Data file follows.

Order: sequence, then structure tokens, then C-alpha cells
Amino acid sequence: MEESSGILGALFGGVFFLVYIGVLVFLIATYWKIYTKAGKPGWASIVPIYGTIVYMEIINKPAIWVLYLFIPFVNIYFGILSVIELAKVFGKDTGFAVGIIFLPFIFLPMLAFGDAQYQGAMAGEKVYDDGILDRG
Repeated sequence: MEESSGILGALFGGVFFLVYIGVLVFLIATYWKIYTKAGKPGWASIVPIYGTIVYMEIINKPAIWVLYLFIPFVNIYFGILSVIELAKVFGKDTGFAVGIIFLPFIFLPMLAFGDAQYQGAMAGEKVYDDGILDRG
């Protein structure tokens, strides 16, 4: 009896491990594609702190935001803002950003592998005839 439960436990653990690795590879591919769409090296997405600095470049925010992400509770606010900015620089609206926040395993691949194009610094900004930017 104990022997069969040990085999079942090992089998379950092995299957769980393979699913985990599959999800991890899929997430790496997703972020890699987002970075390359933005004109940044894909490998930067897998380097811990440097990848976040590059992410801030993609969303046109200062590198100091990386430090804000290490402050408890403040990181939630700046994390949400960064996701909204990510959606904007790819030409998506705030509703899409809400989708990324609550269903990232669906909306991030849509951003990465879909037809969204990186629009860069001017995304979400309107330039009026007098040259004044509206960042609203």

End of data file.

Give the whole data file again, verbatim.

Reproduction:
Order: sequence, then structure tokens, then C-alpha cells
Amino acid sequence: MEESSGILGALFGGVFFLVYIGVLVFLIATYWKIYTKAGKPGWASIVPIYGTIVYMEIINKPAIWVLYLFIPFVNIYFGILSVIELAKVFGKDTGFAVGIIFLPFIFLPMLAFGDAQYQGAMAGEKVYDDGILDRG
Repeated sequence: MEESSGILGALFGGVFFLVYIGVLVFLIATYWKIYTKAGKPGWASIVPIYGTIVYMEIINKPAIWVLYLFIPFVNIYFGILSVIELAKVFGKDTGFAVGIIFLPFIFLPMLAFGDAQYQGAMAGEKVYDDGILDRG
């Protein structure tokens, strides 16, 4: 009896491990594609702190935001803002950003592998005839 439960436990653990690795590879591919769409090296997405600095470049925010992400509770606010900015620089609206926040395993691949194009610094900004930017 104990022997069969040990085999079942090992089998379950092995299957769980393979699913985990599959999800991890899929997430790496997703972020890699987002970075390359933005004109940044894909490998930067897998380097811990440097990848976040590059992410801030993609969303046109200062590198100091990386430090804000290490402050408890403040990181939630700046994390949400960064996701909204990510959606904007790819030409998506705030509703899409809400989708990324609550269903990232669906909306991030849509951003990465879909037809969204990186629009860069001017995304979400309107330039009026007098040259004044509206960042609203």